In America, electric-powered trolleys were debuted at a test service in Richmond, Virginia, in 1888. In 1910 the first regular trolley service began in Laurel Canyon a neighborhood in Hollywood California. Ten years later a similar service began on on Staten Island, New York. Philadelphia followed suit in 1923. (For the record I am defining trolley cars as any light rail car powered by an unshielded overhead wire)It was in this era, often even before consumers had radios, that the RF interference began. The problem begins in the basic design of the street car. The main chassis of the car relies on the rails for their ground connection. This is inconsistent and unreliable so at times it is in fact not grounded. This is not unlike a spark gap transmitter. The noise can be truly incredible. The overhead wires (catenary ) that provide power are also not perfect and at night one can see the arcs between them and the pantograph. these also produce very powerful RF.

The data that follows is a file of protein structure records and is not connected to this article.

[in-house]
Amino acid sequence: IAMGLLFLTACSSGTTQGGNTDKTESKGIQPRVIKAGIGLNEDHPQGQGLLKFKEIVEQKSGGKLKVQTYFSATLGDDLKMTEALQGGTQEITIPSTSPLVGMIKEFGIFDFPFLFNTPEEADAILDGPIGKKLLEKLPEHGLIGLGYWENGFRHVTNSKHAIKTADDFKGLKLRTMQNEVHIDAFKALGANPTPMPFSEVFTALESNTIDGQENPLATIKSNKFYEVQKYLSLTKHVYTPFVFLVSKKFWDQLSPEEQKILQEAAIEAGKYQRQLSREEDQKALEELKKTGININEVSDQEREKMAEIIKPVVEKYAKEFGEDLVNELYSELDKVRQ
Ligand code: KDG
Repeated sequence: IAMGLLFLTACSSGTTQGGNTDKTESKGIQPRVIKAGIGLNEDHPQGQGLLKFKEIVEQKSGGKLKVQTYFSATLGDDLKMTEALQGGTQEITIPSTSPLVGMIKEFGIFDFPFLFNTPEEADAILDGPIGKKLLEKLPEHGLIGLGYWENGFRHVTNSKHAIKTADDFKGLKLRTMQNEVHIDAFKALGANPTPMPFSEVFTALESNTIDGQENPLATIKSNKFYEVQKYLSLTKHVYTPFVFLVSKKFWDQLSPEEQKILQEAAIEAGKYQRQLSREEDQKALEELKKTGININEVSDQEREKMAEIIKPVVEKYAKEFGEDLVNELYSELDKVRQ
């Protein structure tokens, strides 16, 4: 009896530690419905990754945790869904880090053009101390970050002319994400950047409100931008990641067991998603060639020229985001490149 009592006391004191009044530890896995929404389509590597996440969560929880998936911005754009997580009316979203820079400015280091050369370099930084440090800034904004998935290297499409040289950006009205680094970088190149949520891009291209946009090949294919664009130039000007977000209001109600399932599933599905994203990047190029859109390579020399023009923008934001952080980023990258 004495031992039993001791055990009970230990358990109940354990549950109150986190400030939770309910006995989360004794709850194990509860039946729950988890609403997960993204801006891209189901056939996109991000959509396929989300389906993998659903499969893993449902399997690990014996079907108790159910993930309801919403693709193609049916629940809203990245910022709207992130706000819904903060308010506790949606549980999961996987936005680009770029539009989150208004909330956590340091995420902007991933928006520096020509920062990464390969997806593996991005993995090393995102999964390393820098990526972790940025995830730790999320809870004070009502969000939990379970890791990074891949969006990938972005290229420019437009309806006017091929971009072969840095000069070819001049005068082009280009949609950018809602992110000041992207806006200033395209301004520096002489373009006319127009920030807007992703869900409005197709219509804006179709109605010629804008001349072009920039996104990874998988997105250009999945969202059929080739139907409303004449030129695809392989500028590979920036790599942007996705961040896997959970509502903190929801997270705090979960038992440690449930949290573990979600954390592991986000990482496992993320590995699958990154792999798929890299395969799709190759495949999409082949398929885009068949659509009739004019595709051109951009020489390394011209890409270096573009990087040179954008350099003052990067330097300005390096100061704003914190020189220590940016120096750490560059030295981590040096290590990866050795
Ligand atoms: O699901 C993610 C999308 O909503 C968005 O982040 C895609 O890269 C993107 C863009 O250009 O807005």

The problem persists today despite the fact that "noiseless" electric street cars were in existence in the early 1930s. Noiseless street cars used SC-100 filters between the trolley and the feeder line. A second SC-2 filter was used at the electric motor. These cars were used in Hawaii and New Hampshire but for some reason they did not persist.